It was all so exciting, more so because it was so unexpected. The summerlong chase of respectability, the daily check-the-standings intrigue, the jubilation of clinching and now, the prospect of one game to intensify the drama or end it with a thud — up close, the 2017 Twins season has been a rip-roaring adventure.
The Twins went from the worst year in team history to become the first major-league team to make the playoffs after a 100-loss season.
It will reach a crescendo tonight in New York, nine innings (or more) of instant grief or gratification, when Minnesota faces a one-game wild-card duel with the Yankees, its first postseason action since 2010. Win that game, probably no worse than a 60-40 proposition with their best pitcher on the mound, and a memorable season becomes electrifying, with playoff games at Target Field next weekend — and the opportunity to dream even bigger — the reward.
But wash the champagne out of your hair and take a step back. Put the season in a larger context. Add some historical perspective, and realize that over the long term, what the Twins are doing is … well, even a bigger thrill than these past two weeks of delirium.
Why? Because all indications, including the Twins' own history, suggest that the 2017 postseason, no matter if it lasts one anticlimactic night or an entire magical month, is only the prelude to something that figures to last much longer.
"The reality is, there are cycles to this game," said Twins president Dave St. Peter. "You want to avoid significant valleys, the long downturns, and unfortunately, we've been unable to do that. But the good news is, it feels like that's behind us now. We believe we are on the cusp of an upturn that could result in some great things — including, hopefully, bringing another world championship here."
Faith wasn't easy to come by six months ago, not in the wake of a 59-103 disaster that cost general manager Terry Ryan his job and put a ceiling on the natural preseason optimism. Manager Paul Molitor mustered enthusiasm for his team's young hitters — "I have a lot of confidence in how our team is going to perform offensively. We have the raw materials here for a really high-performing offense," he gamely asserted (and correctly, as it turned out) in February, on the eve of spring training — but even internally, the team was bracing for another difficult summer.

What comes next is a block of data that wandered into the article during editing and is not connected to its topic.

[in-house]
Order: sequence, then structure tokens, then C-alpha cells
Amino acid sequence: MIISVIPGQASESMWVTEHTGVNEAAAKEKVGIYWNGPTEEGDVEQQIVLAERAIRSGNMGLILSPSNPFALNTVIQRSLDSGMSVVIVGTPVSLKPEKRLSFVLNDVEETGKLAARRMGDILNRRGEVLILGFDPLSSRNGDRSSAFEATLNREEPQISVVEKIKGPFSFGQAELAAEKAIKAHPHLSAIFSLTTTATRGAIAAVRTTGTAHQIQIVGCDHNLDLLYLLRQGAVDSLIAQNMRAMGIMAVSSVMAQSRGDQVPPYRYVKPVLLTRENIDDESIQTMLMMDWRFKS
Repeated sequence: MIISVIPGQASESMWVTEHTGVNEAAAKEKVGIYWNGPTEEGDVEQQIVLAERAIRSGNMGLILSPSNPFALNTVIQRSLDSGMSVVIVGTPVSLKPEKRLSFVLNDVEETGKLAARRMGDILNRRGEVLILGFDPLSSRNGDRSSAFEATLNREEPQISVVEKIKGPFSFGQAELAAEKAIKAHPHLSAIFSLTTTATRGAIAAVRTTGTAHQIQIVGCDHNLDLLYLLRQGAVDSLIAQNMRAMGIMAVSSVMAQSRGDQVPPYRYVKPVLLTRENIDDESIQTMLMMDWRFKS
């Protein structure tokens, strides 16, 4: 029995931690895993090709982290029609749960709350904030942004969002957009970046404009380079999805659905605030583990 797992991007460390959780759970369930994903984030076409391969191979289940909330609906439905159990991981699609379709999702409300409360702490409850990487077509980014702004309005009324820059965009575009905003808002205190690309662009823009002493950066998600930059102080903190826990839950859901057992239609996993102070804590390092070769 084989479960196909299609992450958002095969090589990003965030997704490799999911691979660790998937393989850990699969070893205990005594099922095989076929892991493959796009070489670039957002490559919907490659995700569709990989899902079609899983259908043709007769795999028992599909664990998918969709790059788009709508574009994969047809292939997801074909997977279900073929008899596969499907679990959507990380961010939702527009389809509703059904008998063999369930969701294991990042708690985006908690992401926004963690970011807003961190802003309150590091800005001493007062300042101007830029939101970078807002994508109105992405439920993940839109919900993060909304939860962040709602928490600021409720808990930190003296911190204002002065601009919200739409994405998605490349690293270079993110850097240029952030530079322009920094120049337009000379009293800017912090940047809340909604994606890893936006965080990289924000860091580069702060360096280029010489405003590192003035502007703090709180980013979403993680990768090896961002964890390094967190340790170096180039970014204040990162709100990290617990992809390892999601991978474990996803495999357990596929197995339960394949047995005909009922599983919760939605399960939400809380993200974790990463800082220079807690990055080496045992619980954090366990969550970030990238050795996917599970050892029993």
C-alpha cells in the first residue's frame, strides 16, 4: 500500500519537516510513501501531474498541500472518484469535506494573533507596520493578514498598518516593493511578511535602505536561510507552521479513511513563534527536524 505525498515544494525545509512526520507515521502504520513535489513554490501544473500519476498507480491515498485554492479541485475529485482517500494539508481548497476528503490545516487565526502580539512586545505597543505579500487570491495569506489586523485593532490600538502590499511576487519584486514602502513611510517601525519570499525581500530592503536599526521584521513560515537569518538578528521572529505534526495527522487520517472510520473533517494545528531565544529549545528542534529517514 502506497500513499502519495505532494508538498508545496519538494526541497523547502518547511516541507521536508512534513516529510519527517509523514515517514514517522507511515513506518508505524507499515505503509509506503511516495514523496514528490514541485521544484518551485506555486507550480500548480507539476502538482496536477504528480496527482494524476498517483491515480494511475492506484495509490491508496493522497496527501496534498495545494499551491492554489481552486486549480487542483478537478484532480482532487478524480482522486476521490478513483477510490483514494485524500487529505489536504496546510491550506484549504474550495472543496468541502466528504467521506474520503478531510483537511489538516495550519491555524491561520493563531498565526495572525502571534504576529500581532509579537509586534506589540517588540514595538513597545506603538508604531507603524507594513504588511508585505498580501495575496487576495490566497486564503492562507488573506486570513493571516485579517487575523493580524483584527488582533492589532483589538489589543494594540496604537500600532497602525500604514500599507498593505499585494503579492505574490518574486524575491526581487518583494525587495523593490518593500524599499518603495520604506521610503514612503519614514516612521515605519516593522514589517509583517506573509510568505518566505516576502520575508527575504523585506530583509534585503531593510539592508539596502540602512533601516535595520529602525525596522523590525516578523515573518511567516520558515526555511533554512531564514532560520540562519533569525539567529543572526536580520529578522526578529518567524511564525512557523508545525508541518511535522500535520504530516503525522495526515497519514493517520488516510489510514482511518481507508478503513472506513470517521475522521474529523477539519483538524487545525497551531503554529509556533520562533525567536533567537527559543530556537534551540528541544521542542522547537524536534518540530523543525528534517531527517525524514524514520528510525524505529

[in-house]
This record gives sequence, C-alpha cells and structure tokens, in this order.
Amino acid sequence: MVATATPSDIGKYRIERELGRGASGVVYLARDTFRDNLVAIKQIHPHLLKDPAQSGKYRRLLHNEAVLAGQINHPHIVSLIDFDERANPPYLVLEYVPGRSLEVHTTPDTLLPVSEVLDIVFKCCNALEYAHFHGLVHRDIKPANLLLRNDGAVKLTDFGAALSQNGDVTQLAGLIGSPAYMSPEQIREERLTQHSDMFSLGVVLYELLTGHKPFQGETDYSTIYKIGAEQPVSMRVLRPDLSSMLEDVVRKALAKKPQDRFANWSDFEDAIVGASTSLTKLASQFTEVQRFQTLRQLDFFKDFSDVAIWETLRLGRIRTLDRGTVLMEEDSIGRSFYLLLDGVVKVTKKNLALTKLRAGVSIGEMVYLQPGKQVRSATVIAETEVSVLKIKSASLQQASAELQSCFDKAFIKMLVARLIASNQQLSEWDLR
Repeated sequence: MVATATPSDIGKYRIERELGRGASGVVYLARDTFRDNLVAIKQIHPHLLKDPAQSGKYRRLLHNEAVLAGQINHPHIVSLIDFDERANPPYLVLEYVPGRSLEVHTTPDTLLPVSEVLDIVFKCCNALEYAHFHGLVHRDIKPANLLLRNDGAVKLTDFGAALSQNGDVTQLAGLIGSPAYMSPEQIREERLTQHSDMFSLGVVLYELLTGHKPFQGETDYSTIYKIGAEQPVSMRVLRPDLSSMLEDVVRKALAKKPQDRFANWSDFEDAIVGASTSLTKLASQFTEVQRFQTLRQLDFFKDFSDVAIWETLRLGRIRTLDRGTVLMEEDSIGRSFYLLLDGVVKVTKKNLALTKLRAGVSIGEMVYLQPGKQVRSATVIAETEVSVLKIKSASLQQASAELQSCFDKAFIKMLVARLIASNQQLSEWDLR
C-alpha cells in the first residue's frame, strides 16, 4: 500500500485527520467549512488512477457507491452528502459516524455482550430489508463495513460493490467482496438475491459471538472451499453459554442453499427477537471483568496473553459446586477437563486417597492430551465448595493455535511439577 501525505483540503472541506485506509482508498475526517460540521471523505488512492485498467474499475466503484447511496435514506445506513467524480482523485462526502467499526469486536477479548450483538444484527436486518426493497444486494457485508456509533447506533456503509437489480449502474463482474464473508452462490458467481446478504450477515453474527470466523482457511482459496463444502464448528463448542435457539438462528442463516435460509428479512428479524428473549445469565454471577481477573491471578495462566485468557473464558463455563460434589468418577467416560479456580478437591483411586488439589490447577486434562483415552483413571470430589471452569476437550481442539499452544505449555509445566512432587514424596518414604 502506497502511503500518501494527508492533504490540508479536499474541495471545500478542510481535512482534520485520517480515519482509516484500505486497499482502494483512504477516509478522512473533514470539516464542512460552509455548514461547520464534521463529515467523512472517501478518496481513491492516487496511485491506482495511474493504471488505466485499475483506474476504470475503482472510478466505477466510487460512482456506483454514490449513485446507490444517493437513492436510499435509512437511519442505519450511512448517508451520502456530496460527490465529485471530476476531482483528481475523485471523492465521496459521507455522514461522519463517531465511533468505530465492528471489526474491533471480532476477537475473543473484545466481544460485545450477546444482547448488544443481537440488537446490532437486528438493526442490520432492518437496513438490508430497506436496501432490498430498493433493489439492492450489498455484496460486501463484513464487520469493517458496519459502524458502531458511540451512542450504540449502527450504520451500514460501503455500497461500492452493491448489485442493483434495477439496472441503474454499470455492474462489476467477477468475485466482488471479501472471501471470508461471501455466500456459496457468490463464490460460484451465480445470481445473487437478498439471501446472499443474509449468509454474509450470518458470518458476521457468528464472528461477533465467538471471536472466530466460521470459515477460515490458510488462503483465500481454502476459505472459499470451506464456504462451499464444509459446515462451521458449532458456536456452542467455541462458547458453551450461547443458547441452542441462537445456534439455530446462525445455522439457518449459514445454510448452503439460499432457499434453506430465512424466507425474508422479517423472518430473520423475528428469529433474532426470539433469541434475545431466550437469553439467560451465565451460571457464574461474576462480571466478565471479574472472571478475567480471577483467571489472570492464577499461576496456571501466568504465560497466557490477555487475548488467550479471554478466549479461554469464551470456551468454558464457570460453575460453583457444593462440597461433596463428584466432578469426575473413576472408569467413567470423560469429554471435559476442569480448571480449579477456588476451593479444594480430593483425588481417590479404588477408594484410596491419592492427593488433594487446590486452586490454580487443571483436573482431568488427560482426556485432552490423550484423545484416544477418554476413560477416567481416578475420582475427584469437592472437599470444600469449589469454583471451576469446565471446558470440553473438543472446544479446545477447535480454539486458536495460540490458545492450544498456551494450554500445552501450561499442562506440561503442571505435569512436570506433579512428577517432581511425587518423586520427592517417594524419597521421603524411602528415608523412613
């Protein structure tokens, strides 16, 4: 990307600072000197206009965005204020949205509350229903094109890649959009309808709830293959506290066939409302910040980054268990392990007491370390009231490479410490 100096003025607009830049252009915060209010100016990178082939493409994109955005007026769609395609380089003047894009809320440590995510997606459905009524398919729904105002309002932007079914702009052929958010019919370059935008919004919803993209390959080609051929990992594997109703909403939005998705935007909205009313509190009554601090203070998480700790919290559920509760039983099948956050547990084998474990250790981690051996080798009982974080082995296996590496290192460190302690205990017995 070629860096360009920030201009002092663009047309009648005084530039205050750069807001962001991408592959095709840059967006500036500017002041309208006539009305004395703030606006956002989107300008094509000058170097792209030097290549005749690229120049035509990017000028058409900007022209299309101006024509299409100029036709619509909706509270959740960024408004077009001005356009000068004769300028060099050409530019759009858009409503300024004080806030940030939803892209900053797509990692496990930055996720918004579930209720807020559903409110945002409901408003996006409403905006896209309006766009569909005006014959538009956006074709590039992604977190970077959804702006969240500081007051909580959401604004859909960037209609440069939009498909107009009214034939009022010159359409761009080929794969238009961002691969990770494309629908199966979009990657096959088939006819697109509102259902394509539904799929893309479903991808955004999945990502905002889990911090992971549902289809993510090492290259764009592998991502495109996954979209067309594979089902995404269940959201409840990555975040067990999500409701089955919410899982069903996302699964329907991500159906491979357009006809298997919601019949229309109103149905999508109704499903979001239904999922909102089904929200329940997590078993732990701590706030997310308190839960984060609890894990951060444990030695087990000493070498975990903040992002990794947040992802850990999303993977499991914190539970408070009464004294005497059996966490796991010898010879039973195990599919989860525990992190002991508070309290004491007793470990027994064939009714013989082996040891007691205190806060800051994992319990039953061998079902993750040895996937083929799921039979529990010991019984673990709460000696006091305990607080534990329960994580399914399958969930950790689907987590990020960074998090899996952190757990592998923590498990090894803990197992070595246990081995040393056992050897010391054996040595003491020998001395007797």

Who could blame them? No MLB team had ever followed a 100-loss season with a postseason appearance, even with the expansion of the playoffs to 10 teams. And only modest changes were made to the roster last winter, the team doubling down on its commitment to its prospects.
"I don't think anybody expected to advance to postseason play," St. Peter admitted. "We did have high hopes that we could be markedly better than a year ago, but let's be honest, that's not really saying much. But what is most rewarding is the way we got it done, the way our core group has stepped up, and the way they have pulled together as a team in every sense of the word. They love each other, they pull for each other, and that's really infectious to be around."
The team's fans are slowly becoming infected again as well, captivated by the resilience of a team that never crumbled under slumps, and that even drew motivation from its own front office's apparent surrender in July, when the Twins traded away All-Star closer Brandon Kintzler and newly acquired veteran pitcher Jaime Garcia. "We should be adding players. It's frustrating," veteran second baseman Brian Dozier objected. "I don't know anybody in here who has given up."